Kate and her mom are running late. But there stands Kate in her socks and her shoes have gone missing!
A furious hunt follows.
As they look all over the house for her missing shoes, Kate's wonderful imagination takes her search farther afield.
Mom looks under the rug.
Kate searches the peaceful sea.
Mom looks under the couch.
Kate gazes about a beautiful garden.
Mom looks into the clothes dryer.
Kate checks the dry desert.
Mom looks in the bathroom.
Kate seeks them in the lively jungle.
Mom looks in the refrigerator.
Kate hunts over the frozen polar ice.
Mom looks in the dishwasher.
Kate searches a crashing forest waterfall.
Only to discover the shoes in their box -- along with clues showing that the shoes have shared the readers' adventures.
Kids can help out by spotting the shoes in the illustrations for every one of Kate's imaginary landscapes.
The decorations in each room that she and her mother search through inspire yet another new setting in Kate's imagination. Finding Kate's Shoes is told without words through colorful double-page illustrations that are full of life and movement.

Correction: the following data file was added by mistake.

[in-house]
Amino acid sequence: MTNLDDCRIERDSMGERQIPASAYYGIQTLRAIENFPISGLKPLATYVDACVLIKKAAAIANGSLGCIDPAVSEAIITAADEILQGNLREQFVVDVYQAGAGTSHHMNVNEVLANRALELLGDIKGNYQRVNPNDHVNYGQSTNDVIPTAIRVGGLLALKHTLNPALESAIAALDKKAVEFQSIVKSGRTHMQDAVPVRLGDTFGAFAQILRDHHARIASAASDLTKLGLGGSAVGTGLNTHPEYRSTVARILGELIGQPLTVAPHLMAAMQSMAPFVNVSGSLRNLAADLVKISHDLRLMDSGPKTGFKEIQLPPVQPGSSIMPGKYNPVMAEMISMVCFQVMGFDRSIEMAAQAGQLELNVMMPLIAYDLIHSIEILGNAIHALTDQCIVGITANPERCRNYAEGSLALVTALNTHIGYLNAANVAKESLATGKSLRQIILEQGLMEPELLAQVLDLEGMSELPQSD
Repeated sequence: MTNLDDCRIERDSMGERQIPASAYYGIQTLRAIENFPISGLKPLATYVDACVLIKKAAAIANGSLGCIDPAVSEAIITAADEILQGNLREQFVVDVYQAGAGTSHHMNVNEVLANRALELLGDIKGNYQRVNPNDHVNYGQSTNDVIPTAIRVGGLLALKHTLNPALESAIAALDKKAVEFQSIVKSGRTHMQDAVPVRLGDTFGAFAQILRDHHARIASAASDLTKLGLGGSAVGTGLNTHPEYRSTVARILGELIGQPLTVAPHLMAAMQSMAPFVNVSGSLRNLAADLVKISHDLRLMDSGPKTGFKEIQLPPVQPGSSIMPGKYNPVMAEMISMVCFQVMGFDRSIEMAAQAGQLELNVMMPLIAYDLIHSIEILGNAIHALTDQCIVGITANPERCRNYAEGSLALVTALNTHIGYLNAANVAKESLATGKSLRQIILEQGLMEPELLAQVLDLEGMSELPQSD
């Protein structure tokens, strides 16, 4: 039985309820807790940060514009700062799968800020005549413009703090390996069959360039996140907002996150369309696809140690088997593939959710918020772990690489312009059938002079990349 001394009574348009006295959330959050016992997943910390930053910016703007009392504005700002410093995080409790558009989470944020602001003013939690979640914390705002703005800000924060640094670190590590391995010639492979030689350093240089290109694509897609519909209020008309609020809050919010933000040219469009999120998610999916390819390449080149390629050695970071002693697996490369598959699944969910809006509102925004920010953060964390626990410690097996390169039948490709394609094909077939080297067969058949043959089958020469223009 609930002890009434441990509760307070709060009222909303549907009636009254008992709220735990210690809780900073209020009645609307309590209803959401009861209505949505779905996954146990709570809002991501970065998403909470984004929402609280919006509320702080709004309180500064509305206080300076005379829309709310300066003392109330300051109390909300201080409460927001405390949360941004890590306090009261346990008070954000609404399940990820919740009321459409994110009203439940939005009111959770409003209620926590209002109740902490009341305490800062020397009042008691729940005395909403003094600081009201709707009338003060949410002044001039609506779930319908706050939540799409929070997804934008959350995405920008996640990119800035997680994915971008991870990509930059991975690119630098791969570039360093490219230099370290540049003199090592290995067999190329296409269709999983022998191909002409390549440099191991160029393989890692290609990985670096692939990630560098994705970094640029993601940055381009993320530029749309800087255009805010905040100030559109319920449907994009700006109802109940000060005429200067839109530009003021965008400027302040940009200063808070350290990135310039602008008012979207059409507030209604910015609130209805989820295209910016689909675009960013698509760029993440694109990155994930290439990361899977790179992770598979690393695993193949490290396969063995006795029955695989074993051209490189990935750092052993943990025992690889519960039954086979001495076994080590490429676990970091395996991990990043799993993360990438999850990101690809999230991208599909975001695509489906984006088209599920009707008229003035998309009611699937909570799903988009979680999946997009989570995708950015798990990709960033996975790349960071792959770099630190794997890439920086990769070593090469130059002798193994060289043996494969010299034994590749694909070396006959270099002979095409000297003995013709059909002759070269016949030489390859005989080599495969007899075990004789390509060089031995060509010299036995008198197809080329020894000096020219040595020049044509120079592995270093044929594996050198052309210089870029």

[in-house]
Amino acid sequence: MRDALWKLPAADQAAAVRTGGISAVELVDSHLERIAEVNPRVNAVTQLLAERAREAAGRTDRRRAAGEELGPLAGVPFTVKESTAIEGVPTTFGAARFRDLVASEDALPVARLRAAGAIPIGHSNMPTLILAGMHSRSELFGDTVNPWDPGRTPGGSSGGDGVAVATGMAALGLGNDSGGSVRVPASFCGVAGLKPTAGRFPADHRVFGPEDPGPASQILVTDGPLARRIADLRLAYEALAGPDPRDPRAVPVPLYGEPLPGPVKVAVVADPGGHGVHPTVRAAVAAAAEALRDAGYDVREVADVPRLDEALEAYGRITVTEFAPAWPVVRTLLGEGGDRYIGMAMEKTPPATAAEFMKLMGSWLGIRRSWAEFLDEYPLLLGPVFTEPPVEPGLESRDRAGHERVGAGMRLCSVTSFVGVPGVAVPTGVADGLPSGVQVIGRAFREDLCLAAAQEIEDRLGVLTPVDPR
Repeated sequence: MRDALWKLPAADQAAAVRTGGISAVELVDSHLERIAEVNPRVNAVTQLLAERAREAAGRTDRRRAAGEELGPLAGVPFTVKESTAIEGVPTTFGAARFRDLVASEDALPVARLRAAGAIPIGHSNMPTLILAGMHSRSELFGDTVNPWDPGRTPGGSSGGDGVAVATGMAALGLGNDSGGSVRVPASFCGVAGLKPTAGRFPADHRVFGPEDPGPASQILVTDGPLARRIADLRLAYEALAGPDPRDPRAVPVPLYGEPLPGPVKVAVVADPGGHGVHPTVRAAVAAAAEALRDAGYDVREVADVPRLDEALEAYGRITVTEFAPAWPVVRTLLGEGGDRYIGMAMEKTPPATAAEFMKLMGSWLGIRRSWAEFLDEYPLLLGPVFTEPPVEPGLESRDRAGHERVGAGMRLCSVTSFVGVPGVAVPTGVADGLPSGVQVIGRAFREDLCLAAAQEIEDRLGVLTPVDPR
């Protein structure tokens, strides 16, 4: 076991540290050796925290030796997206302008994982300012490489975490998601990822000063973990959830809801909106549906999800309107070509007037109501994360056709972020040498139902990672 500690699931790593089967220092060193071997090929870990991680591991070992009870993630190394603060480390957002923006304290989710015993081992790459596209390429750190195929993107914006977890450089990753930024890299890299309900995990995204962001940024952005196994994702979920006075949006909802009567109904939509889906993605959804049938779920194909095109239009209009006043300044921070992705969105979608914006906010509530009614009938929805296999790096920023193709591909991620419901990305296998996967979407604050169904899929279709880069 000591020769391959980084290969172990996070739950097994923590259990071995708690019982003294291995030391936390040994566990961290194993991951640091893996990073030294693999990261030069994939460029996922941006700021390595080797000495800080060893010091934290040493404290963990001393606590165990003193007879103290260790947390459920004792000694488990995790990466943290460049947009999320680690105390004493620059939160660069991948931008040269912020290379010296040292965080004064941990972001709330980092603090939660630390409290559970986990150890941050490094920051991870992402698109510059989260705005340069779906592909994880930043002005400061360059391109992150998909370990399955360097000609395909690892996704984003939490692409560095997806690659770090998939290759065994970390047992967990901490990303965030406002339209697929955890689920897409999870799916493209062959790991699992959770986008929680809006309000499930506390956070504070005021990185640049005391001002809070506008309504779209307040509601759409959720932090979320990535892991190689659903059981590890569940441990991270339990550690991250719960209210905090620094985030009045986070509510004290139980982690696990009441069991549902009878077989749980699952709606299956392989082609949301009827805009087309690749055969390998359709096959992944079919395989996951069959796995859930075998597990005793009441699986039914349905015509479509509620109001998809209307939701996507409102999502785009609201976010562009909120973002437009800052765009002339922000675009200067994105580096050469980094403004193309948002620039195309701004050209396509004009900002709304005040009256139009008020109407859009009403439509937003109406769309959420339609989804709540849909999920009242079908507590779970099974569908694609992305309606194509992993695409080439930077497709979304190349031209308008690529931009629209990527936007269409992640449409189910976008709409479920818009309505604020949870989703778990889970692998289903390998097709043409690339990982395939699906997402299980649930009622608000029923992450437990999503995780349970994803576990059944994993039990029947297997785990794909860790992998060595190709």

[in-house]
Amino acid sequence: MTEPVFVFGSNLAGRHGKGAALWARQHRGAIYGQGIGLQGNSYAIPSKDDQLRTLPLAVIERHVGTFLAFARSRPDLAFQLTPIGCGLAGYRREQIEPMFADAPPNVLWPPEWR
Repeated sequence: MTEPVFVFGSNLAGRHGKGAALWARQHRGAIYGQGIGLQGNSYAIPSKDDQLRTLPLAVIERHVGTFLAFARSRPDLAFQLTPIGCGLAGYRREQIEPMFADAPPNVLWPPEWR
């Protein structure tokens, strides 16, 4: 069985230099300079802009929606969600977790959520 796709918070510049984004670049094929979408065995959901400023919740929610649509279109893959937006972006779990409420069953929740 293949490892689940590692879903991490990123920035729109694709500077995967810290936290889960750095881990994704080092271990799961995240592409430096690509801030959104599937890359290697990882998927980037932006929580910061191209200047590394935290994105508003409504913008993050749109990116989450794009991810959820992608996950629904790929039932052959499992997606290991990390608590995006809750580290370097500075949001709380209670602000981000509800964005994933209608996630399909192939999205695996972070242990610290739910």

"synopsis" may belong to another edition of this title.
Erica Dornbusch is a partner at an ad agency where she art-directs and illustrates. Finding Kate's Shoes is her first book for children. Erica's illustrations have appeared on all sorts of things, including bags, wine and oil bottles, billboards, greeting cards, posters, brochures, watering cans, and T-shirts, as well as in books and magazines.From School Library Journal:
PreSchool-Grade 1-A wordless seek-and-find story. While morning-rushed Mom unsuccessfully searches shower and clothes basket for her daughter's red sneakers, pigtailed Kate's concurrent imaginary scenes on the following page show the missing items. Whether in tropical waterfalls or on polar ice floes, the shoes are easily seen. Mother and daughter ultimately find them in a box they'd looked in at book's beginning. At the end, readers will see a gleeful frog, blue feather, and leaf in it, perhaps explaining the magic. Dornbusch uses pencil-crayon art to craft pattern-rich spreads of both home and worlds afar. However, the abstract premise and murky resolution may expect too much of the intended audience.
Gay Lynn Van Vleck, Henrico County Library, Glen Allen, VA
Copyright 2001 Reed Business Information, Inc.
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